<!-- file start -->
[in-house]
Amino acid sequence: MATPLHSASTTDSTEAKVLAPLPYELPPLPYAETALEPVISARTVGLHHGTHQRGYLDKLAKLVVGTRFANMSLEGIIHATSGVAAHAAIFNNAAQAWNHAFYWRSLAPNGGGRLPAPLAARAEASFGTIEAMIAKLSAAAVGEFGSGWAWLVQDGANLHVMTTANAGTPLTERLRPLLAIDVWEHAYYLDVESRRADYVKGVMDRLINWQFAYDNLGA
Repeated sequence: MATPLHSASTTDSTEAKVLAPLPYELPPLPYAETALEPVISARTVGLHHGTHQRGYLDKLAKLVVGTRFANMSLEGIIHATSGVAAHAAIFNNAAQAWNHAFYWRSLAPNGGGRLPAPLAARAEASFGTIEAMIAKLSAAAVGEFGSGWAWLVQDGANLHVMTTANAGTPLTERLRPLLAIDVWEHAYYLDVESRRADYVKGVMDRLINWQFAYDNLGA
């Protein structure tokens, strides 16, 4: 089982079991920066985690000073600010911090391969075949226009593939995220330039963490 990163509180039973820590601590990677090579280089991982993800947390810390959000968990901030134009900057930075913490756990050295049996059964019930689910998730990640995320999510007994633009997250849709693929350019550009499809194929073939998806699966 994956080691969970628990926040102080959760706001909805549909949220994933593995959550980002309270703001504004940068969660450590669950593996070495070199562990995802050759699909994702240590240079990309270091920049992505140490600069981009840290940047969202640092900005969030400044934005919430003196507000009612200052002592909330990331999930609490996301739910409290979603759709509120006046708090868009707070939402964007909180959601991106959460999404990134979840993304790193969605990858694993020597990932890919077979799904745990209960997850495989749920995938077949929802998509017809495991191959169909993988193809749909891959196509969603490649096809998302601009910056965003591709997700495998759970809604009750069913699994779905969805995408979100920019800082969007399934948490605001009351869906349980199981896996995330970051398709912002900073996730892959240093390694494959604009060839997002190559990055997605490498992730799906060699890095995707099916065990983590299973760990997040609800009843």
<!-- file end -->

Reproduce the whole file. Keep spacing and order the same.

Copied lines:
[in-house]
Amino acid sequence: MATPLHSASTTDSTEAKVLAPLPYELPPLPYAETALEPVISARTVGLHHGTHQRGYLDKLAKLVVGTRFANMSLEGIIHATSGVAAHAAIFNNAAQAWNHAFYWRSLAPNGGGRLPAPLAARAEASFGTIEAMIAKLSAAAVGEFGSGWAWLVQDGANLHVMTTANAGTPLTERLRPLLAIDVWEHAYYLDVESRRADYVKGVMDRLINWQFAYDNLGA
Repeated sequence: MATPLHSASTTDSTEAKVLAPLPYELPPLPYAETALEPVISARTVGLHHGTHQRGYLDKLAKLVVGTRFANMSLEGIIHATSGVAAHAAIFNNAAQAWNHAFYWRSLAPNGGGRLPAPLAARAEASFGTIEAMIAKLSAAAVGEFGSGWAWLVQDGANLHVMTTANAGTPLTERLRPLLAIDVWEHAYYLDVESRRADYVKGVMDRLINWQFAYDNLGA
């Protein structure tokens, strides 16, 4: 089982079991920066985690000073600010911090391969075949226009593939995220330039963490 990163509180039973820590601590990677090579280089991982993800947390810390959000968990901030134009900057930075913490756990050295049996059964019930689910998730990640995320999510007994633009997250849709693929350019550009499809194929073939998806699966 994956080691969970628990926040102080959760706001909805549909949220994933593995959550980002309270703001504004940068969660450590669950593996070495070199562990995802050759699909994702240590240079990309270091920049992505140490600069981009840290940047969202640092900005969030400044934005919430003196507000009612200052002592909330990331999930609490996301739910409290979603759709509120006046708090868009707070939402964007909180959601991106959460999404990134979840993304790193969605990858694993020597990932890919077979799904745990209960997850495989749920995938077949929802998509017809495991191959169909993988193809749909891959196509969603490649096809998302601009910056965003591709997700495998759970809604009750069913699994779905969805995408979100920019800082969007399934948490605001009351869906349980199981896996995330970051398709912002900073996730892959240093390694494959604009060839997002190559990055997605490498992730799906060699890095995707099916065990983590299973760990997040609800009843």